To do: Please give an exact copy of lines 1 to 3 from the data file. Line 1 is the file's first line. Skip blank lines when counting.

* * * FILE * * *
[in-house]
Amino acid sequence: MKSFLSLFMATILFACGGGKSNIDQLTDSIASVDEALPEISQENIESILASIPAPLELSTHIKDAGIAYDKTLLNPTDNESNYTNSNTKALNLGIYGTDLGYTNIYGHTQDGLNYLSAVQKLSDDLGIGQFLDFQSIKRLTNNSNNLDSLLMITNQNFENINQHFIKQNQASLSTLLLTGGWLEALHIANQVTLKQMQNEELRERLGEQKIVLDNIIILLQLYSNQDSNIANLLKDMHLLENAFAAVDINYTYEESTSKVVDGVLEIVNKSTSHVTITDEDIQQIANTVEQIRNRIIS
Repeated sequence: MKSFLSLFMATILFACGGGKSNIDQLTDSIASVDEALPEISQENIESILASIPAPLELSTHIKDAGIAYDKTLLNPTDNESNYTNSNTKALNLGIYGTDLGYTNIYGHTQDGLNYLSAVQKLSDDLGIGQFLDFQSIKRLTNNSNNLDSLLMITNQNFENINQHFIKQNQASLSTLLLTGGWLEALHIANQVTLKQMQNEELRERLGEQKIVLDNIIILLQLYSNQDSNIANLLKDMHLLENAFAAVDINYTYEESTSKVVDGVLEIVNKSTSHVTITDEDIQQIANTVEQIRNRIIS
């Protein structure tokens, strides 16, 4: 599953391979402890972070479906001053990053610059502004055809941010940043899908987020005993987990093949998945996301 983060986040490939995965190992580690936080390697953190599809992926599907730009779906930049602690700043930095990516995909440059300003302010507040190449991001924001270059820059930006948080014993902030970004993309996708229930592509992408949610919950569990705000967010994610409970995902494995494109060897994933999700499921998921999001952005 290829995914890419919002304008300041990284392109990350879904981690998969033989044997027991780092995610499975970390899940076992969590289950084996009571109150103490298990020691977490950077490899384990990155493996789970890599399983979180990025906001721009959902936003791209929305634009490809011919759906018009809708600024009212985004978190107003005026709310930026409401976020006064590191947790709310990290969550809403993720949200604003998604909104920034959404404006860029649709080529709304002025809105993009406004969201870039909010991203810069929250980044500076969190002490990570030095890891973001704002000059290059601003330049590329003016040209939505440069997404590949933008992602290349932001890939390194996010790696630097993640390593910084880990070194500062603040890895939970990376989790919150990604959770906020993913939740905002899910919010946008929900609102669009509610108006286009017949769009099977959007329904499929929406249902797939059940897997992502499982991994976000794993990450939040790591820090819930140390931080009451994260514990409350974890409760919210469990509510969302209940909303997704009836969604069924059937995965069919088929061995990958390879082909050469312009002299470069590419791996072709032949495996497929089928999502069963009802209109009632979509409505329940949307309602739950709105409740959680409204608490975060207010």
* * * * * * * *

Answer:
[in-house]
Amino acid sequence: MKSFLSLFMATILFACGGGKSNIDQLTDSIASVDEALPEISQENIESILASIPAPLELSTHIKDAGIAYDKTLLNPTDNESNYTNSNTKALNLGIYGTDLGYTNIYGHTQDGLNYLSAVQKLSDDLGIGQFLDFQSIKRLTNNSNNLDSLLMITNQNFENINQHFIKQNQASLSTLLLTGGWLEALHIANQVTLKQMQNEELRERLGEQKIVLDNIIILLQLYSNQDSNIANLLKDMHLLENAFAAVDINYTYEESTSKVVDGVLEIVNKSTSHVTITDEDIQQIANTVEQIRNRIIS
Repeated sequence: MKSFLSLFMATILFACGGGKSNIDQLTDSIASVDEALPEISQENIESILASIPAPLELSTHIKDAGIAYDKTLLNPTDNESNYTNSNTKALNLGIYGTDLGYTNIYGHTQDGLNYLSAVQKLSDDLGIGQFLDFQSIKRLTNNSNNLDSLLMITNQNFENINQHFIKQNQASLSTLLLTGGWLEALHIANQVTLKQMQNEELRERLGEQKIVLDNIIILLQLYSNQDSNIANLLKDMHLLENAFAAVDINYTYEESTSKVVDGVLEIVNKSTSHVTITDEDIQQIANTVEQIRNRIIS